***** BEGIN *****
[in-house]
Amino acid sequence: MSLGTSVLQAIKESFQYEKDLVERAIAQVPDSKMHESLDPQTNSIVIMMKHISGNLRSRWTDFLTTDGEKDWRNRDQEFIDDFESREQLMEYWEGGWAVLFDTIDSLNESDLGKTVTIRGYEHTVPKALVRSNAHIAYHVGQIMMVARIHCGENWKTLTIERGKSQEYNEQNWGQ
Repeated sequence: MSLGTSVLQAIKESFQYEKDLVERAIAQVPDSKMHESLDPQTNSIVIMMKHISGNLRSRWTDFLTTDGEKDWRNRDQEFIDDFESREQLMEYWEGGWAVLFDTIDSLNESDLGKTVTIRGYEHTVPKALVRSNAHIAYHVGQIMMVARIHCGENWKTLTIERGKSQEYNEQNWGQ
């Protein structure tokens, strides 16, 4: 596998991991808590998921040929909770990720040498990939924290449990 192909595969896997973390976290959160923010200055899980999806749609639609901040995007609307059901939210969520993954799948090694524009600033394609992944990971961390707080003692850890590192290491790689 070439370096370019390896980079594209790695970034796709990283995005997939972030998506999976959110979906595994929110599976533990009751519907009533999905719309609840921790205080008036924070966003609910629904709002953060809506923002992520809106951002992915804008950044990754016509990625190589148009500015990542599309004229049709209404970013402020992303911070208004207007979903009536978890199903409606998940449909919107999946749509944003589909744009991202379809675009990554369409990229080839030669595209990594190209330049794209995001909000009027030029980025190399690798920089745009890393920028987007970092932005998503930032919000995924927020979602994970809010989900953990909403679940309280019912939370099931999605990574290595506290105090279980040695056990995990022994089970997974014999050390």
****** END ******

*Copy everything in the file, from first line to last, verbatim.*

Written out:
[in-house]
Amino acid sequence: MSLGTSVLQAIKESFQYEKDLVERAIAQVPDSKMHESLDPQTNSIVIMMKHISGNLRSRWTDFLTTDGEKDWRNRDQEFIDDFESREQLMEYWEGGWAVLFDTIDSLNESDLGKTVTIRGYEHTVPKALVRSNAHIAYHVGQIMMVARIHCGENWKTLTIERGKSQEYNEQNWGQ
Repeated sequence: MSLGTSVLQAIKESFQYEKDLVERAIAQVPDSKMHESLDPQTNSIVIMMKHISGNLRSRWTDFLTTDGEKDWRNRDQEFIDDFESREQLMEYWEGGWAVLFDTIDSLNESDLGKTVTIRGYEHTVPKALVRSNAHIAYHVGQIMMVARIHCGENWKTLTIERGKSQEYNEQNWGQ
């Protein structure tokens, strides 16, 4: 596998991991808590998921040929909770990720040498990939924290449990 192909595969896997973390976290959160923010200055899980999806749609639609901040995007609307059901939210969520993954799948090694524009600033394609992944990971961390707080003692850890590192290491790689 070439370096370019390896980079594209790695970034796709990283995005997939972030998506999976959110979906595994929110599976533990009751519907009533999905719309609840921790205080008036924070966003609910629904709002953060809506923002992520809106951002992915804008950044990754016509990625190589148009500015990542599309004229049709209404970013402020992303911070208004207007979903009536978890199903409606998940449909919107999946749509944003589909744009991202379809675009990554369409990229080839030669595209990594190209330049794209995001909000009027030029980025190399690798920089745009890393920028987007970092932005998503930032919000995924927020979602994970809010989900953990909403679940309280019912939370099931999605990574290595506290105090279980040695056990995990022994089970997974014999050390």